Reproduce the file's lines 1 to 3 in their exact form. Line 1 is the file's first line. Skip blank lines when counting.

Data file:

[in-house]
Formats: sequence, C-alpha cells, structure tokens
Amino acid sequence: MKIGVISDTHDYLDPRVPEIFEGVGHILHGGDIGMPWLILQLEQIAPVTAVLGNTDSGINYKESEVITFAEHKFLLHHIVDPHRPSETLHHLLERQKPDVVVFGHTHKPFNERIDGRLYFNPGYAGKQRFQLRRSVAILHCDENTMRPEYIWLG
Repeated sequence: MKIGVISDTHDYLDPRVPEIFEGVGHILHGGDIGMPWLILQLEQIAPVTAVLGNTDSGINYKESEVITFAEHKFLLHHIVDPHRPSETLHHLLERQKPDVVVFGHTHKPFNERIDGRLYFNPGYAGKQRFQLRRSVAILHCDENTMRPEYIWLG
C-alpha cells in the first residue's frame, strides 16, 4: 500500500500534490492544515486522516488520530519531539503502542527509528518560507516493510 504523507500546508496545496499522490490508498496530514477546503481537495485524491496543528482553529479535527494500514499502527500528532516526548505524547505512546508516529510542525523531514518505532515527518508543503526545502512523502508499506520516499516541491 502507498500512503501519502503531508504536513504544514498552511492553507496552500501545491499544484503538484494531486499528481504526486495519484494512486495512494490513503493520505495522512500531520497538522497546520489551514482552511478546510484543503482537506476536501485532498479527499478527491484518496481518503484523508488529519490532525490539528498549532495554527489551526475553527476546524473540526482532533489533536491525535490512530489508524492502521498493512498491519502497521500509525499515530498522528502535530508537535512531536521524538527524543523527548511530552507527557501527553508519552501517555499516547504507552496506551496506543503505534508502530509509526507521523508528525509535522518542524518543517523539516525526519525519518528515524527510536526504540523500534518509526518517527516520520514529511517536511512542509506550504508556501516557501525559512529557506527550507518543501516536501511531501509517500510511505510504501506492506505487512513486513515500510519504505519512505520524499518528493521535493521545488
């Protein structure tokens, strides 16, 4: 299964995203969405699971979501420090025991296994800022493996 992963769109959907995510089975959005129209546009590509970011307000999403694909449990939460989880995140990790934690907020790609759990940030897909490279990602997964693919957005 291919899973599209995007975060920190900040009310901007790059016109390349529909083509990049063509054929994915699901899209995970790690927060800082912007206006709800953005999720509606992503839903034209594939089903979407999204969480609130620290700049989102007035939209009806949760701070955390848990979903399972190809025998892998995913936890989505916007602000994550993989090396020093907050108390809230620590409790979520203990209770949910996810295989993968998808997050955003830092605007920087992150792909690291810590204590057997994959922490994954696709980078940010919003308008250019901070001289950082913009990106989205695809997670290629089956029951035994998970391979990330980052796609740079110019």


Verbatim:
[in-house]
Formats: sequence, C-alpha cells, structure tokens
Amino acid sequence: MKIGVISDTHDYLDPRVPEIFEGVGHILHGGDIGMPWLILQLEQIAPVTAVLGNTDSGINYKESEVITFAEHKFLLHHIVDPHRPSETLHHLLERQKPDVVVFGHTHKPFNERIDGRLYFNPGYAGKQRFQLRRSVAILHCDENTMRPEYIWLG